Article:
A new Chinese program sends 2000 scientists for two-year stints to regional governments where they are tasked with applying their science to tackle poverty.
CSR in the music industry has a new ambassador, El Prezidente himself. Puerto Rican Hip Hop/Ragaetton artist Johnny Prez has made a life-saving decision and wants his fans to do the same... to donate life.
The McKinsey Quarterly looks at the potential value of China’s emerging middle class. Some of their estimates:
...a large part of that [Indian fiscal] deficit goes to financing the losses of the electric companies. Two and a half percent of GNP goes into power subsidies [emphasis added]; only half the electricity that's generated actually gets paid for. Some of the other half goes in unfortunate (we economists think) programs to give free power to the farmers. Unfortunately, the farmers who qualify for free power are the ones who are rich enough to be able to afford power in the first place. But having gotten free power, they let their neighbors tap into it.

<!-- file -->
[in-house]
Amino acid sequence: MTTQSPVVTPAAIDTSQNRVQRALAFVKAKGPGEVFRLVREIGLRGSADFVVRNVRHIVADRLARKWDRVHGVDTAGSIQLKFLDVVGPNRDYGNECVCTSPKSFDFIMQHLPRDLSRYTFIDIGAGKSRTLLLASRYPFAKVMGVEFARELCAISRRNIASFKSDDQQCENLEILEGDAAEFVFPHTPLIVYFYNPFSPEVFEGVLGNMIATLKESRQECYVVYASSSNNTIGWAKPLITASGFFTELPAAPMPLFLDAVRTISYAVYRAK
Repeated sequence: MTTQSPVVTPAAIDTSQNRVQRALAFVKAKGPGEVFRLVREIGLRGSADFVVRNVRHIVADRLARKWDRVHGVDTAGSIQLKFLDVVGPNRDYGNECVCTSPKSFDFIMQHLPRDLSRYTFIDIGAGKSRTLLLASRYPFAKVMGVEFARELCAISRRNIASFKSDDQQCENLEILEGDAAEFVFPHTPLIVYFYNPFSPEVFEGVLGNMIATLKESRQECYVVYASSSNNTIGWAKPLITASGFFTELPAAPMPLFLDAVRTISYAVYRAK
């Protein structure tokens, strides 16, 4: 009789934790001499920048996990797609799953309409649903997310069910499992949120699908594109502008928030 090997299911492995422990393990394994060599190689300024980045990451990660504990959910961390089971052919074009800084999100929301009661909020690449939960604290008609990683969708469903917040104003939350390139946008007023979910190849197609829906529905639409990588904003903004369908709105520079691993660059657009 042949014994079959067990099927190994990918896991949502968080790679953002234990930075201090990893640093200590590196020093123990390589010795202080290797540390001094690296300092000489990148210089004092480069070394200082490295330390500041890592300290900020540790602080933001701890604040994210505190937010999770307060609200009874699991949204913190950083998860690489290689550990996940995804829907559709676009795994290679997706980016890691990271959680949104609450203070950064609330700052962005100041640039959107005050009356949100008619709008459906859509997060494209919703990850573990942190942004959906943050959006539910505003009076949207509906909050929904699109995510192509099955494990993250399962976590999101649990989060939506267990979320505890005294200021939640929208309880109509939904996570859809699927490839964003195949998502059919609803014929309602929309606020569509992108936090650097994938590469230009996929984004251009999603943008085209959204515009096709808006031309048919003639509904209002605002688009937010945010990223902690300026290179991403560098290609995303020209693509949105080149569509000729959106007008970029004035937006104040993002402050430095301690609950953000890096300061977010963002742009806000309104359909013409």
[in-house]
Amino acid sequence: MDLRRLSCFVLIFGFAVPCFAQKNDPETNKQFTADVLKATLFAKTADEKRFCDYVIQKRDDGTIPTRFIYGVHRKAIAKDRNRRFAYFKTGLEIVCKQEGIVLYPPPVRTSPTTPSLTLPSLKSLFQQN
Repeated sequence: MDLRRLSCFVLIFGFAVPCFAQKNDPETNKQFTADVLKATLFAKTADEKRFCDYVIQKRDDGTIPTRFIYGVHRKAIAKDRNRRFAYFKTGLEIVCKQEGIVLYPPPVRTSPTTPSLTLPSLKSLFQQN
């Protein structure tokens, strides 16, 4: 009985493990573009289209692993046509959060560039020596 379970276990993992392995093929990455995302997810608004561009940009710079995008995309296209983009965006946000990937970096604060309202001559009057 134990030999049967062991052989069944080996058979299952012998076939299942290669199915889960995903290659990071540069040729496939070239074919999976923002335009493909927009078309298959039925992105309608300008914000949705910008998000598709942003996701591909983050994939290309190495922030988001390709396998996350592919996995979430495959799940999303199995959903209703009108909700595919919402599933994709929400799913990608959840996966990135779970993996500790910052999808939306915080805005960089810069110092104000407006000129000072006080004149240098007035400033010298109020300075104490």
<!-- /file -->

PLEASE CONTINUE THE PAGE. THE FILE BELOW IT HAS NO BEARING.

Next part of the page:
At the World Bank-Brooking’s Global Conference on Access to Finance, one of the sessions examined the links between access to finance and poverty reduction. Stuart Rutherford of SafeSave gave an encouraging presentation on the results, at least in Bangladesh, of Grameen Bank’s radical product redesign in 2001.
The 5th Annual Conference on the Financing of Corporations in Emerging Countries was recently held. To highlight some of the papers:
The June issue of IMF's Finance and Development magazine is out. Focus is on Asia.
In Asia's Winds of Change, David Burton, Wanda Tseng, and Kenneth Kang analyze Asia's growth over the last 50 years, the crisis in the late 1990s and the new challenges of globalization.
This is their take on Growth and Poverty in Asia.
Emeka Okafor points us to a new blog, Gadgets for Africa: Solving everyday problems with African ingenuity. A MAKE Blog for Africa if you will. Nice.